by Aris Chatzistefanou
The picture of a hipster taking a selfie during G20 protests in Hamburg has gone viral despite the fact that many have questioned its authenticity.
But authenticity is not the issue here.
For free market bigots having an iPhone and protesting capitalism is contradiction in terms. According to them every achievement of modern science and technology must be a product of free market capitalism.
But is it?
Let’s first have a look at a very short excerpt of the documentary THIS IS NOT A COUP where the British Economist Ann Pettifor explains that very few companies owe as much to the public sector as Steve job’s creation does:
“Mr. Apple” Ann Pettifor told us, “needed the American government to invest in the basic elements of the iPhone in order for him to develop it as a private product. He himself was not entrepreneurial enough to invent the internet and all of those major elements of the iPhone which could then be privatized and used in the private sector”.
A few years earlier economist Mariana Mazzucato took up the task of analyzing the components of every single Apple device one by one. And inside the company’s bitten apple she would always spot what neoliberals would call the “worm of the state”.
In her book “The Entrepreneurial State” she conducted a thorough study on how almost every gadget we use today, owes its existence to public research programs that took place at universities or army research centers.
Apple phone’s screen for example, owes its existence to past studies of the University of Delaware (which is publicly founded) and even to some projects of the CIA.
That same device wouldn’t even have a GPS if British Navy and US Defense Department scientists hadn’t been working overtime nightshifts.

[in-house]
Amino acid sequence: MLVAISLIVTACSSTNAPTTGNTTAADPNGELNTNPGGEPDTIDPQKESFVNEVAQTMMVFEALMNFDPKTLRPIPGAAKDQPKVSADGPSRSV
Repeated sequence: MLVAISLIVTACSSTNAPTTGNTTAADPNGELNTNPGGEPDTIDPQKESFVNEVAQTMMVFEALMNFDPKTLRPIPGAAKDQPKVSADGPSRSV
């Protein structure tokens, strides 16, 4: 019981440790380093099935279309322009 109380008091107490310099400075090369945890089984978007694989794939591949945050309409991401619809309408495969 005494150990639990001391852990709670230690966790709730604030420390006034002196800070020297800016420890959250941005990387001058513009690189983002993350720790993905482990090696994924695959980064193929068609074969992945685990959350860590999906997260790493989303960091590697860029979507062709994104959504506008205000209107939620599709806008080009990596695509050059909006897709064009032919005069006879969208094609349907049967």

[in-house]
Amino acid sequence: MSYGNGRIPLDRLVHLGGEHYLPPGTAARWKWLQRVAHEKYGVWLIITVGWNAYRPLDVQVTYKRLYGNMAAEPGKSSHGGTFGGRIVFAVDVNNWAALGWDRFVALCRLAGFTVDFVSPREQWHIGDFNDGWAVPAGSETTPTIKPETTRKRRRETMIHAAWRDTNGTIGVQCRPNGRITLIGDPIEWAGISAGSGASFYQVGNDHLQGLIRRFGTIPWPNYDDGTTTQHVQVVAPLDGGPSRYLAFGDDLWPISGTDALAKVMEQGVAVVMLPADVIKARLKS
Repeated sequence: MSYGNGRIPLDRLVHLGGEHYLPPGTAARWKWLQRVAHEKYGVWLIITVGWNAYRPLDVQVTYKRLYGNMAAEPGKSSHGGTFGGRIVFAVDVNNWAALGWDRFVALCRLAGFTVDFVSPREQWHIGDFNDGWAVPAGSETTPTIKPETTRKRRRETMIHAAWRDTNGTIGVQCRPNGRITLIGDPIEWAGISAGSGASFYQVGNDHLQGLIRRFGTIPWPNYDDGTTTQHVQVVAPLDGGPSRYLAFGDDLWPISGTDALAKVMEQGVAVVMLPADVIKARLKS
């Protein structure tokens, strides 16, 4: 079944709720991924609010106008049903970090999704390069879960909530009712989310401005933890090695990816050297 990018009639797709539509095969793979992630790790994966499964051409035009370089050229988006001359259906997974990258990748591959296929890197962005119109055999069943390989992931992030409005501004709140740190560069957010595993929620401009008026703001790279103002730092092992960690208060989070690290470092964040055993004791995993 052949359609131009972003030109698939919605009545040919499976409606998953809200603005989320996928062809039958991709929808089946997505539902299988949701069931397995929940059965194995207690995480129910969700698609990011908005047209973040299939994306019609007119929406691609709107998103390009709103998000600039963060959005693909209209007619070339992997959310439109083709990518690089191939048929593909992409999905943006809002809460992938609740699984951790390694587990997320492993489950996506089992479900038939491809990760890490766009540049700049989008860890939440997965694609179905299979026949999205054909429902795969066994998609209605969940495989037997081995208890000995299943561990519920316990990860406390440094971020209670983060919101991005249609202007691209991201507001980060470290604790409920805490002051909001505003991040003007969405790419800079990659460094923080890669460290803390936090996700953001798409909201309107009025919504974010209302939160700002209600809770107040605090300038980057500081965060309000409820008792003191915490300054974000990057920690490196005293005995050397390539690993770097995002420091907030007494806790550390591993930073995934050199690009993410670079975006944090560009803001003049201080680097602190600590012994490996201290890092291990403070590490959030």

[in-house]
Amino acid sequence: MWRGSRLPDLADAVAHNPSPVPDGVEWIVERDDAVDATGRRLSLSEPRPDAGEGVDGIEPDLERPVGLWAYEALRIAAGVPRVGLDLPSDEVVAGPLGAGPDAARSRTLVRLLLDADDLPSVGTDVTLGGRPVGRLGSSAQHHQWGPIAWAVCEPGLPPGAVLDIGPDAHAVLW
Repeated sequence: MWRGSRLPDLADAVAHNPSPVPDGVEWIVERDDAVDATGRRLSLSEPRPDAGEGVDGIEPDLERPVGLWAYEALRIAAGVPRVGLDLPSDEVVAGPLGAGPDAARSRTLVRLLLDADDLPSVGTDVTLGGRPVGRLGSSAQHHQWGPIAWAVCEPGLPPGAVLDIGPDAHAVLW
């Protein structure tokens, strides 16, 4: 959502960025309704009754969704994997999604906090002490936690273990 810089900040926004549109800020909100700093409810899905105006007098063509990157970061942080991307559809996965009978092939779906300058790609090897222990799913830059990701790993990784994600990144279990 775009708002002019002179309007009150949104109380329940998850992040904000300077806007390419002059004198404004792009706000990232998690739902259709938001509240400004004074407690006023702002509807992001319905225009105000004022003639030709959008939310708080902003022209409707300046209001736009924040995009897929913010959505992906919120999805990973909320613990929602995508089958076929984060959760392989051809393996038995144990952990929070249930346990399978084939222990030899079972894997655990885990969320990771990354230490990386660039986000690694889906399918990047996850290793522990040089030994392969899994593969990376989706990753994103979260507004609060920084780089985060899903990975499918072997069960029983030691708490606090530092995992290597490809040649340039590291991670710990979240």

As for the phone’s battery, it is based on a technology that has been developed by the American Department of Energy and the US National Research Foundation.
In the end, all of the components that the innovative Steve Jobs gathered in order to make the device, were paid by tax payers around the world many years ago, but instead of becoming common property, they got privatized and fallen to the hands of the big companies.
But even investment programs, into which companies like Apple base their activities (ie “seizing” other people’s inventions), would not exist without the intervention of the American Federal Government.
Ann Pettifor explained that in times of crisis, private sector is like a rat and the state is like a lion; willing to take action despite the risk. In essence, states become much more entrepreneurial. On the other hand, it is hard to believe how nervous and anti-business the private sector becomes when the conditions are not ideal.
Whether as a mouse against the lion of the state, or as a worm inside a fruit, Apple might be one of the most subsidized creations of the last century.
A legacy that’s not so pleasant for Steve Jobs – the Messiah of the new American economy.